A car pushed off a 24-metre cliff.
A made-up wife.
A friend pressured to take a fall.
They aren't part of the plot of a new thriller. Just the real stories of insurance fraud discovered by SGI (Saskatchewan Government Insurance) last year.
As part of March's Fraud Prevention Month, the Crown corporation is warning people who might attempt to file a false report.
"We just want to encourage people to be honest when they're working through an insurance claim," Jennifer Sully, a spokesperson for SGI, told CBC's Afternoon Edition on Tuesday.
"Some people might think that insurance fraud really only affects SGI, but every time a fraudulent claim's paid, everyone else has to pay the cost in higher insurance premiums."
Here are what SGI calls its "top 5 insurance fraud cases" from 2020:
Sully says that some claims become suspicious when the customer changes their story a couple of times.
For instance, SGI says last year a customer had lent her son, Roy, her vehicle, in the belief that his friend would drive. (All the names have been changed by SGI.)
But when the vehicle crashed into a well-marked hole in a construction zone, police arriving at the scene were told it was Roy's friend Pam driving the car.
Then when police attempted to administer a breath test, Pam said she hadn't been driving.
Pam, who blew just under the legal limit, would repeatedly flip-flop on her story.
So SGI called in its Special Investigation Unit (SIU), which investigates suspicious and possibly fraudulent claims. All have a background in law enforcement.
Pam eventually admitted to SIU that Roy had been driving the vehicle. She revealed text messages, photographs, money transfers and video showing she had been pressured to take the blame.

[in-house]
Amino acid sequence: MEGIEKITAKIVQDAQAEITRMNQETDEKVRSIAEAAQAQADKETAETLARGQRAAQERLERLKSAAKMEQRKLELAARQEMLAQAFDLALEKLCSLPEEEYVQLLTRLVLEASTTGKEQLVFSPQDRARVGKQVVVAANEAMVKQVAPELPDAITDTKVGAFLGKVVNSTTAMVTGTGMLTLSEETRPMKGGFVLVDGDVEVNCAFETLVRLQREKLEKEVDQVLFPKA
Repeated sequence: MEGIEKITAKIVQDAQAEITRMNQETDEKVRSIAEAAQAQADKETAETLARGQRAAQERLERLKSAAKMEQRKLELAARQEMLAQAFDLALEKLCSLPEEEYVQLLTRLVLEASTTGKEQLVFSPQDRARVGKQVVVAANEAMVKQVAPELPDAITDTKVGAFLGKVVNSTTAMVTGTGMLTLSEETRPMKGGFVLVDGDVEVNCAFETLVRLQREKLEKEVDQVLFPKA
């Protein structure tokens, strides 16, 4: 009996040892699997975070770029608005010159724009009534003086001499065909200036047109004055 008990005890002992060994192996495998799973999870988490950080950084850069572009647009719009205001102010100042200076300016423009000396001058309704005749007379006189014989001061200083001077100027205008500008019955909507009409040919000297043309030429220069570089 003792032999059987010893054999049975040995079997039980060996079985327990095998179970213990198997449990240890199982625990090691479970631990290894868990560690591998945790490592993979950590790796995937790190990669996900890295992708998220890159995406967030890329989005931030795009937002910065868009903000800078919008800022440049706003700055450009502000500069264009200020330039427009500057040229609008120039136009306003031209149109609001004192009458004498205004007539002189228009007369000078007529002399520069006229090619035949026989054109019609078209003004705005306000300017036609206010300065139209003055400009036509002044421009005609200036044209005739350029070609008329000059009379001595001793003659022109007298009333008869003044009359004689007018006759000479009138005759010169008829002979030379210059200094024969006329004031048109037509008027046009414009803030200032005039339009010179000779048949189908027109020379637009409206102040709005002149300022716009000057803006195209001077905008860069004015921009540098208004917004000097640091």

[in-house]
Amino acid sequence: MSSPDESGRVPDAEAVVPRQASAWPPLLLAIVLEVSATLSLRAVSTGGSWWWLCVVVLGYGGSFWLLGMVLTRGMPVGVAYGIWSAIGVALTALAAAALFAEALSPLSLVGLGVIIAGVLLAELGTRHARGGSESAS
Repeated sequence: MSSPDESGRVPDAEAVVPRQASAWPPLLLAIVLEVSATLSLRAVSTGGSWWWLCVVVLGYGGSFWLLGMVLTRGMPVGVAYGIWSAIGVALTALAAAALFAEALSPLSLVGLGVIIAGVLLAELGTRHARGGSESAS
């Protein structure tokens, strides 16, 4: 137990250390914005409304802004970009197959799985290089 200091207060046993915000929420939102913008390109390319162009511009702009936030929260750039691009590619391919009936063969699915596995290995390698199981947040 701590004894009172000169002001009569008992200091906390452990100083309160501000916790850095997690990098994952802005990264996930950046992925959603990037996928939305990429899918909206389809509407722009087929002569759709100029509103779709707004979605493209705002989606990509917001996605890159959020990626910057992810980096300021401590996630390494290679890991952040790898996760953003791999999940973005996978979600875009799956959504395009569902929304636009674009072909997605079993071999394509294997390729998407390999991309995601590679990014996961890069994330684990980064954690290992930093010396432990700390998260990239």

Pam was encouraged to go to police and tell the truth.
Investigators were then able to determine that Roy had been the operator. He was later criminally charged for making a false statement and driving while suspended.
Over the edge
Jessica told SGI that her car had been stolen.
Police investigators would later find the vehicle was driven to a 24-metre cliff and pushed off the edge.
"I didn't even know we had those in the Prairies, but I guess we do," said Sully.
Jessica had outstanding bills for repairs on the vehicle.
Despite her claim that the vehicle was stolen, SGI determined there was no evidence the car had been broken into and no keys were found at the scene. The claim was denied.
Sheldon filed a claim for a stolen SUV. He told SGI that he was away with the only key when the vehicle was stolen and subsequently involved in a hit-and-run.
Sheldon, who did not report the "theft" to the police, claimed to have bought the vehicle for a video game console and about $2,000 — well below the value of the SUV.
When investigators told him about the hit and run, he said he was home with his wife. Later, he would clarify that he wasn't married and that he lived alone.
SGI found that Sheldon made the claim because the man who is believed to have been driving the SUV in the hit-and-run was a friend.
A family business
A tractor that was heavily damaged in a fire almost landed a family in hot water, according to SGI.
Although Kyle had Agro Pak insurance the tractor was not included in the policy.
Kyle's parents contacted the insurance brokerage where they learned of a 30-day acquisition clause that extends coverage to any newly acquired machinery. After learning of the clause, Kyle's parents let SGI know that Kyle had recently purchased the tractor from them and provided a hand-written bill of sale that was dated within the 30-day clause.
SGI was also told that a down payment of livestock had been made but no money had changed hands.
The circumstances of the sale were highly suspicious and, SGI says, Kyle withdrew his claim after considering his options with SIU.
Fiona reported to SGI that her vehicle had been stolen from her home and she still had the only key.
When SIU investigated, they found that the missing vehicle had actually been exported out of the country years ago, and the key she had was for a different vehicle.
"Due to her unbelievable story, she was denied coverage for a savings of approximately $47,000," SGI said in its news release.